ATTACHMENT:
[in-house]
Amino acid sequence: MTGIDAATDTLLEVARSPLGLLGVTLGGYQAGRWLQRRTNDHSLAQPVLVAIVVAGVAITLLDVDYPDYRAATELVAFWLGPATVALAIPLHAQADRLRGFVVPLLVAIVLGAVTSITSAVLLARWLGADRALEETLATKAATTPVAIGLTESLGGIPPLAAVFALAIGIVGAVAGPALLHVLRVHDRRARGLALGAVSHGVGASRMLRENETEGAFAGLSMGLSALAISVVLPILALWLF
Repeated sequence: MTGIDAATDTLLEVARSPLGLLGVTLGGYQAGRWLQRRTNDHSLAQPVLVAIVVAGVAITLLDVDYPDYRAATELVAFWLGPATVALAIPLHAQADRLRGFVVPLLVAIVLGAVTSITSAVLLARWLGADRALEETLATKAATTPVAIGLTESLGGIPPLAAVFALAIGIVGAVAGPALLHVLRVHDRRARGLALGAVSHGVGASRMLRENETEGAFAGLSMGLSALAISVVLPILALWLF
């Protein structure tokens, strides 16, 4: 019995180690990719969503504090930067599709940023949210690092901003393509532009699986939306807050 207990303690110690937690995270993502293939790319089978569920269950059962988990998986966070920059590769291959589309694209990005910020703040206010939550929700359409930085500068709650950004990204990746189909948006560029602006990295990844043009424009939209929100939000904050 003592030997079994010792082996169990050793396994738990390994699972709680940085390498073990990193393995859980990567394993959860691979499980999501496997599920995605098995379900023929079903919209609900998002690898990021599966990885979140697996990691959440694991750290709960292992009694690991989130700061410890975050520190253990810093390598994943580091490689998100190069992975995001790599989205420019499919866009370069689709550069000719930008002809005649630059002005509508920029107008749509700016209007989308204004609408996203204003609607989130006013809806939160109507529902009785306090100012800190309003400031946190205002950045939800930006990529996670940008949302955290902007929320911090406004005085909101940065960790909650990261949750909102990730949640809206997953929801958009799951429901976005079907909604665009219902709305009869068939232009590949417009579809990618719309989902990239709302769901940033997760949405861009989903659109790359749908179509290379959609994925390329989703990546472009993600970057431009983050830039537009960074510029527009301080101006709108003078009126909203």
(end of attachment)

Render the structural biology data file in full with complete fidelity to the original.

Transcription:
[in-house]
Amino acid sequence: MTGIDAATDTLLEVARSPLGLLGVTLGGYQAGRWLQRRTNDHSLAQPVLVAIVVAGVAITLLDVDYPDYRAATELVAFWLGPATVALAIPLHAQADRLRGFVVPLLVAIVLGAVTSITSAVLLARWLGADRALEETLATKAATTPVAIGLTESLGGIPPLAAVFALAIGIVGAVAGPALLHVLRVHDRRARGLALGAVSHGVGASRMLRENETEGAFAGLSMGLSALAISVVLPILALWLF
Repeated sequence: MTGIDAATDTLLEVARSPLGLLGVTLGGYQAGRWLQRRTNDHSLAQPVLVAIVVAGVAITLLDVDYPDYRAATELVAFWLGPATVALAIPLHAQADRLRGFVVPLLVAIVLGAVTSITSAVLLARWLGADRALEETLATKAATTPVAIGLTESLGGIPPLAAVFALAIGIVGAVAGPALLHVLRVHDRRARGLALGAVSHGVGASRMLRENETEGAFAGLSMGLSALAISVVLPILALWLF
């Protein structure tokens, strides 16, 4: 019995180690990719969503504090930067599709940023949210690092901003393509532009699986939306807050 207990303690110690937690995270993502293939790319089978569920269950059962988990998986966070920059590769291959589309694209990005910020703040206010939550929700359409930085500068709650950004990204990746189909948006560029602006990295990844043009424009939209929100939000904050 003592030997079994010792082996169990050793396994738990390994699972709680940085390498073990990193393995859980990567394993959860691979499980999501496997599920995605098995379900023929079903919209609900998002690898990021599966990885979140697996990691959440694991750290709960292992009694690991989130700061410890975050520190253990810093390598994943580091490689998100190069992975995001790599989205420019499919866009370069689709550069000719930008002809005649630059002005509508920029107008749509700016209007989308204004609408996203204003609607989130006013809806939160109507529902009785306090100012800190309003400031946190205002950045939800930006990529996670940008949302955290902007929320911090406004005085909101940065960790909650990261949750909102990730949640809206997953929801958009799951429901976005079907909604665009219902709305009869068939232009590949417009579809990618719309989902990239709302769901940033997760949405861009989903659109790359749908179509290379959609994925390329989703990546472009993600970057431009983050830039537009960074510029527009301080101006709108003078009126909203």